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I’m on a video call with a few friends from university, and they all agree in the midst of us catching up virtually, that I look pale and lack energy. They go so far as to candidly suggest I take 2000mg of Vitamin C daily.

Hmmm… what? Now, I know for certain that I’m not lacking any form of C supplement for my body, as I already get plenty from citrus fruits. “I am travel deficient, girls!” I shout with a laugh during our conversation. If anything, my languishing is caused by vitamin T(ravel) deficiency.

I’ve always had a bohemian heart. From what I wear to the kinds of poetry I write. And I used to travel quite a bit for work as a corporate writer (usually being pampered by amazing perks like being offered premier lounges for relaxation). So, having had to leave the corporate world behind, the bohemian traveller in me bloomed. Travelling on a budget awarded me the chance to see the world in a whole new way. 

When the pandemic hit, with me suffering from extreme anxiety, travelling anywhere was an absolute no-no. Even if it was to a local destination (when we were allowed to). So, the husband and I cancelled all touristic attempts for the year, and took solace within our safe and humble abode. 

But it’s been a year and a half since the outbreak. And I now find myself hoping for things to pick up travel-wise. I’m sure we all are.

In the case of being vitamin T(ravel) deficient, it hit me hard in three big waves, and were all aligned with Malaysia’s various Movement Control Orders (MCOs). I’m sure everyone can relate to this. Here’s what the three phases are and how to replenish some of that vitamin T(ravel):

Phase 1: Going stir crazy

(Sam Lion/Pexels)

The first time the MCO was implemented from March to June 2020 caught me off guard. I wasn’t prepared for it as it was still a new concept and felt quite strange all at the same time. Things aren’t so bad (yet), but I felt imprisoned, distressed, and irritable – simply for being stuck in one place and isolated in a confined space for an extended period of time.

What to do: Immerse yourself in a nature documentary and open your windows for as long as you can to let in some fresh air. Surprisingly, another thing that helped us through was our five cats – they kept us entertained. Should you not have a liking for family of the feline kind, perhaps start by getting a fish. Research has shown that pet-owning has many lockdown blues-alleviating benefits.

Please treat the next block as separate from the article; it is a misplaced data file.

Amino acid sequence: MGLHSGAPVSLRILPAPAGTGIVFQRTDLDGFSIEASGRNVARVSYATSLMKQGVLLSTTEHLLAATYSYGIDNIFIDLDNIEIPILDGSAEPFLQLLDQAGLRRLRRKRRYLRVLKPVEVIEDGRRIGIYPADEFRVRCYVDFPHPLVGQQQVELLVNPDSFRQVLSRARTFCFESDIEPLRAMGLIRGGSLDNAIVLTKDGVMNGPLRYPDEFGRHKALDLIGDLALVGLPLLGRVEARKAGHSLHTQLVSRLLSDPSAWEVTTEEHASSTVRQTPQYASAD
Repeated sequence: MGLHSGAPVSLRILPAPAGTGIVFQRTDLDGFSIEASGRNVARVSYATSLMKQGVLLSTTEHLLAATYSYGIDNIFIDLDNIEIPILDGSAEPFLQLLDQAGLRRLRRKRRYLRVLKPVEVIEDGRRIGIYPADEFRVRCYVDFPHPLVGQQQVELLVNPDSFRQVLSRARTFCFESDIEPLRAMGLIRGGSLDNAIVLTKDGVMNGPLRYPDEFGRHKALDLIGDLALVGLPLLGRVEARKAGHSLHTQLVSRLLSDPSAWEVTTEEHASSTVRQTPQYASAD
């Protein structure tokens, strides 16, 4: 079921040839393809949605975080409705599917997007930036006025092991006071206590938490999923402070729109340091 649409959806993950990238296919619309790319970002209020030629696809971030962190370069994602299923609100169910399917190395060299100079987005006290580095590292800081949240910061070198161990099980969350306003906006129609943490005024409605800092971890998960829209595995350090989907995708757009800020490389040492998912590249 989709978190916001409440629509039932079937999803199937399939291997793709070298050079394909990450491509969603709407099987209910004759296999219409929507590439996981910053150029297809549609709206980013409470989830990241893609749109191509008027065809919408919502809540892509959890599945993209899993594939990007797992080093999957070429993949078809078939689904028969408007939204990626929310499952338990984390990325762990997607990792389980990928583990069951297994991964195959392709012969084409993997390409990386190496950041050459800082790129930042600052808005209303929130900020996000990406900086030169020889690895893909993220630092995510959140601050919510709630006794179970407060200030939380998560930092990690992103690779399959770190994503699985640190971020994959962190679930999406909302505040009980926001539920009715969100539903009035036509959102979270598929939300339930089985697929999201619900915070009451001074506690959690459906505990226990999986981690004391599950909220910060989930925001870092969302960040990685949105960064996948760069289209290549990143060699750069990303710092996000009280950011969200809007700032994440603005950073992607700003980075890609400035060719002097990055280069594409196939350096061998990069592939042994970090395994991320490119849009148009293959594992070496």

It also allows you some form of connection with nature. For instance, watching fish flitting about in their decked out aquarium can be just as cathartic as lying on the beach whilst listening to the gentle crashing of waves.

Phase 2: Your brain and body are just not feeling it

(Karolina Grabowska/Pexels)

Otherwise known simply as languishing. By late 2020, the MCOs were taking a toll on me mentally and draining me physically. I suffered from frequent headaches; probably from not being outdoors enough or due to not having a change of scenery for so long. Staring at the four walls of our apartment with little escape from the mundane was getting my emotions warped too. Prior to this, all I had to do to get some pep in my step was book a plane ticket or take a road trip.

What to do: Get your body moving. Walk or circuit train to music that ‘transports’ you to countries you’ve been to or have yet to visit. Check out these playlists and get pumping. You can also try getting on a treadmill (if you have one) and going on a virtual walk or hike on the telly so you feel like you’re elsewhere. With plenty of different location settings, one day you can be ‘walking amongst the prairies near Hudson Valley’ then taking an ‘evening stroll by River Seine’ the next.

Phase 3: Hopelessness

(Joyce McCown/Unsplash)

Not getting enough vitamin T(ravel) doesn’t only mean you’re not getting enough holiday time on a beach somewhere. These days, going on a ‘trip’ to the store or across town to see your parents can be equated with travelling. The extended restrictions on movement can get you feeling so helpless and hopeless that you find yourself shutting down all travelling plans. 

I’d personally hit this point recently, during the start of MCO 3.0, when I almost called off all travel plans until 2024. This is when the WHO predicts that COVID-19 will be completely eradicated and travel will be back in full swing.

What to do: Don’t do it! Don’t give up hope until you finally visit your best friend in Greece. Or that dream destination you finally saved up for. Instead, find it in yourself to create a mood board of the places you want to be. Heck! Turn it into a mural in your bedroom for all good travel intents and purposes. 

Use postcards, pictures, little paraphernalia, anything to remind you of the place you long to visit. Then, sit back and visualise. Greece will always be there waiting, so you’re going to end up holidaying there eventually! Updating that mood board or mural is easy too.

Recovery mode

(Matilda Wormwood/Pexels)

So ladies, the biggest takeaway from all this is to stay connected with the outside world. And to do this through whatever means and resources are available to us. I must say that by getting little doses of vitamin T(ravel) back into my system, I’m looking forward to Greece once things get back to ‘normal’. In addition, I’m more bushy tailed when my friends and I get together for a video call these days.

However, if you do find that your mental health has been severely affected beyond being anxious or irritable, do consider seeking professional advice. Don’t let it spiral out of control. Check out these affordable and free resources or follow these tips for looking after your mental health by a clinical psychologist.